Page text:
The third day of the Winter Meetings was relatively quiet. There were no blockbuster trades made or giant contracts handed out but a few teams made some moves and a few more sparked rumors with their efforts.
Winter Meetings day two roundup
•MLB Daily DishThe rumor mill continued to churn, and deals came to fruition on a jam-packed Tuesday at the 2013 Winter Meetings.
The Mariners decided to corner the market on first baseman/outfielder-types on Day 3. First they added Corey Hart on a one-year deal worth $6 million with incentives that could earn him up to $13 million. Not long after that deal was complete, they swapped reliever Carter Capps for Logan Morrison of the Marlins. Now all they have to do is figure out who plays where.
The Pirates will take a chance on Edinson Volquez. Pittsburgh inked the 30-year-old righty to a one-year deal worth $5 million.he Bucs also locked up a key member of their 2013 rotation for a few more seasons, signing Charlie Morton to a three-year, $21 million deal, the largest deal the team has ever given a pitcher. Morton returned from Tommy John surgery in early June last season and posted a 3.26 ERA in 19 starts for the Pirates.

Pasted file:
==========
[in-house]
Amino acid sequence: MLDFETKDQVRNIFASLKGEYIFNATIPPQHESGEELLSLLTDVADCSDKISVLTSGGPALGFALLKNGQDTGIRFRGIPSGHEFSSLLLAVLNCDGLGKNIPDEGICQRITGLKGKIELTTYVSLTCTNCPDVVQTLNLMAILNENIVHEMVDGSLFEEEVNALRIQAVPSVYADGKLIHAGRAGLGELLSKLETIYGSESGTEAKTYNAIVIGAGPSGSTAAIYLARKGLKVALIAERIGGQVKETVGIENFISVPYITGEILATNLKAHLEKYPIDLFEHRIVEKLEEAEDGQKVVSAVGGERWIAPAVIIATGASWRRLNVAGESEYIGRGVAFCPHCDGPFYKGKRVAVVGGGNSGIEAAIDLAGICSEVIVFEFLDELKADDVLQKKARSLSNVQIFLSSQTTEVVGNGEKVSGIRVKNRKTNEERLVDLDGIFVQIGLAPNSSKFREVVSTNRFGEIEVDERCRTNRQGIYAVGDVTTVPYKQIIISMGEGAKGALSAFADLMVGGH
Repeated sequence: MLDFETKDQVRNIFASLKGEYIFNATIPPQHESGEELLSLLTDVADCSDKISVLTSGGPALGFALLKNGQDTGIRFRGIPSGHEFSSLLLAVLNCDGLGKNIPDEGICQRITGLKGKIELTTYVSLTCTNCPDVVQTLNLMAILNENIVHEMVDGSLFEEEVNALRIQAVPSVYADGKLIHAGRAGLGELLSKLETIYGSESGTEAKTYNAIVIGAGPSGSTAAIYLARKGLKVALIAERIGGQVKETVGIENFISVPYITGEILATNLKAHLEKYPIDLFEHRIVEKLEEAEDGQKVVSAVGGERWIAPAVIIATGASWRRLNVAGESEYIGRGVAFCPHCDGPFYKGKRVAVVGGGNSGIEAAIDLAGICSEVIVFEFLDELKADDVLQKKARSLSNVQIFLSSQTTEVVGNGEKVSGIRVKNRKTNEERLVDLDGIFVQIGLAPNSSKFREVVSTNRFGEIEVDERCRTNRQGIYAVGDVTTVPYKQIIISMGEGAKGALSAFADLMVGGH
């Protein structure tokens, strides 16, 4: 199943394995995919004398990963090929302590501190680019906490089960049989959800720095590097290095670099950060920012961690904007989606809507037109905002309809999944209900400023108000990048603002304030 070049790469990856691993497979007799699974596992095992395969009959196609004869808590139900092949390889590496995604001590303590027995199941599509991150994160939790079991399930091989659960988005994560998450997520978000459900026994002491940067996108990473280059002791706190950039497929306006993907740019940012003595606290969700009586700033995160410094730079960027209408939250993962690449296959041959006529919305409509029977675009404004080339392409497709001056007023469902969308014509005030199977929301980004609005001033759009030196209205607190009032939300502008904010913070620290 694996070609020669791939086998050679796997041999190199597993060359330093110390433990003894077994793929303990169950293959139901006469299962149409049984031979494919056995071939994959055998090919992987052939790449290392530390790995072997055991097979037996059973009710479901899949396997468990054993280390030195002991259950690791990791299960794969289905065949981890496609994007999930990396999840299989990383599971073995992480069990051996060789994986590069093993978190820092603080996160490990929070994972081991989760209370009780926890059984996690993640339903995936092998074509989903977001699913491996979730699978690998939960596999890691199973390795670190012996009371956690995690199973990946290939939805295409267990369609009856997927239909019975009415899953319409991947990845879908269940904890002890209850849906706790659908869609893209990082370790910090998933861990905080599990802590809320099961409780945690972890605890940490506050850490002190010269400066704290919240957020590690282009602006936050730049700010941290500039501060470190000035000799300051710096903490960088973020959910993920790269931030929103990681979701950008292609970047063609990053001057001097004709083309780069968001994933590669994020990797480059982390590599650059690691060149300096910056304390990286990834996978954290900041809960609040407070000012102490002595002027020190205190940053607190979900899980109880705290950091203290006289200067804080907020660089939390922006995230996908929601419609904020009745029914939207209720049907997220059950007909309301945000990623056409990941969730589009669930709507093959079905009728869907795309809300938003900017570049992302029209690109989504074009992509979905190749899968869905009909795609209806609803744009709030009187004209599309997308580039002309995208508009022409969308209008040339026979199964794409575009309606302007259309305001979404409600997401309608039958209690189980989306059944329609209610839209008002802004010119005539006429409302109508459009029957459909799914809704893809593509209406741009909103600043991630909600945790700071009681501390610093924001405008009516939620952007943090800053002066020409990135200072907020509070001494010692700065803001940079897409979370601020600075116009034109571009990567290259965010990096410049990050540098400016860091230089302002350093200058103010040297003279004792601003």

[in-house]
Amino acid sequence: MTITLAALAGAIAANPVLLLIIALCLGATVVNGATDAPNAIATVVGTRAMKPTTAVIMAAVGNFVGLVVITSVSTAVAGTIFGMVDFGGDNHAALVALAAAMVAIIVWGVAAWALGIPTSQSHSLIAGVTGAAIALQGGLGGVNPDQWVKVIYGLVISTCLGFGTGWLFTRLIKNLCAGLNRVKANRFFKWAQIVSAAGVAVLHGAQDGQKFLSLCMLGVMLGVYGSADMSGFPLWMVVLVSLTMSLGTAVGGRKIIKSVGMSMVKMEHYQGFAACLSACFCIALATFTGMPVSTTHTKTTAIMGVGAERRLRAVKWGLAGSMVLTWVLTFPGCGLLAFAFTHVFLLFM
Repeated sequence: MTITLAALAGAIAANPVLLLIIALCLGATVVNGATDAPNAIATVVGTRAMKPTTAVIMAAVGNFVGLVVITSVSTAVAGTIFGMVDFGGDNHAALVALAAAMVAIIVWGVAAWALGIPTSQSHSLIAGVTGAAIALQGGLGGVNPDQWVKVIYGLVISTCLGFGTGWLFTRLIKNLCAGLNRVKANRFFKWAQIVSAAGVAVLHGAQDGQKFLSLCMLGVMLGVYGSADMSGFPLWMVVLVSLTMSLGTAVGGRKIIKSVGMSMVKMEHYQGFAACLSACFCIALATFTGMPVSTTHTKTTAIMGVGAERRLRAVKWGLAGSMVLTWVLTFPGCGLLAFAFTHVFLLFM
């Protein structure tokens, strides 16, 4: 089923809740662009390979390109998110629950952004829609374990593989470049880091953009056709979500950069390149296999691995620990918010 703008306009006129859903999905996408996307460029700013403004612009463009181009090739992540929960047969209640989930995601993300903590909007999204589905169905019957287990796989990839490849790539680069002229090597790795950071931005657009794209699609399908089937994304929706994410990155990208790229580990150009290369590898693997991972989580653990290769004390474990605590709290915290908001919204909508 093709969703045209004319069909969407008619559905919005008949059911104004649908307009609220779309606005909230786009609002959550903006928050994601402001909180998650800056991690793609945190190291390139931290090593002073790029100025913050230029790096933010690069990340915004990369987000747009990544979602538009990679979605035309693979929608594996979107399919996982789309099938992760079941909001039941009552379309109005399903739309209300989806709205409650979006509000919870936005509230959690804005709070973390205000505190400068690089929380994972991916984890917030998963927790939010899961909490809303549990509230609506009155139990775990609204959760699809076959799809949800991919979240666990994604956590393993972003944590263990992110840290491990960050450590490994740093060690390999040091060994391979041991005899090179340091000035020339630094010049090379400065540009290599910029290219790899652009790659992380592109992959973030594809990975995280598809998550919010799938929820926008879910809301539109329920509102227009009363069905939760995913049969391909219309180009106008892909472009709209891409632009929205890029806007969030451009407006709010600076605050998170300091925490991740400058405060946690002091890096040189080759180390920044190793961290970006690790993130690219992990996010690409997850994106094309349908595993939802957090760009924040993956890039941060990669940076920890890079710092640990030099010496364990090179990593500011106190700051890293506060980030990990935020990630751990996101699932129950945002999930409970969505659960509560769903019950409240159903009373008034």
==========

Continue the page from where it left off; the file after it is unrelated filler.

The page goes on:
The Athletics sent left-handed reliever Jerry Blevins to the Nationals for speedy prospect Billy Burns. The deal give Washington the lefty option for the bullpen and adds an interesting young player to the Athletics system.
The Yankees rejected a trade offer that would have solved their issues at second base. New York apparently turned down a Brandon Phillips-for-Brett Gardner trade offered by the Reds. Phillips may have been the major obstacle to the deal, as he reportedly tried to use his no-trade clause to re-open his contract. In addition, the Yankees are not looking to deal Gardner at this point, so that may also have been factor.
The Rangers and Mariners are the current favorites to land top free agent, Shin-Soo Choo. The Scott Boras-client won't come cheap either. T.R. Sullivan of MLB.com reports that the Ranger have a seven-year offer on the table, and Choo is giving it "serious consideration," but Jeff Passan of Yahoo Sports hears that whichever team will go eight years will win the bidding.
Another top Japanese pitcher could be posted this off-season once the new system is in place. Hiroshima Carps' starter Kenta Maeda has expressed his desire to play in the majors and it appears his team will not stand in his way. The 25-year-old projects as a back-of-the-rotation starter capable of contributing immediately thanks to a solid repertoire of pitches and plus control.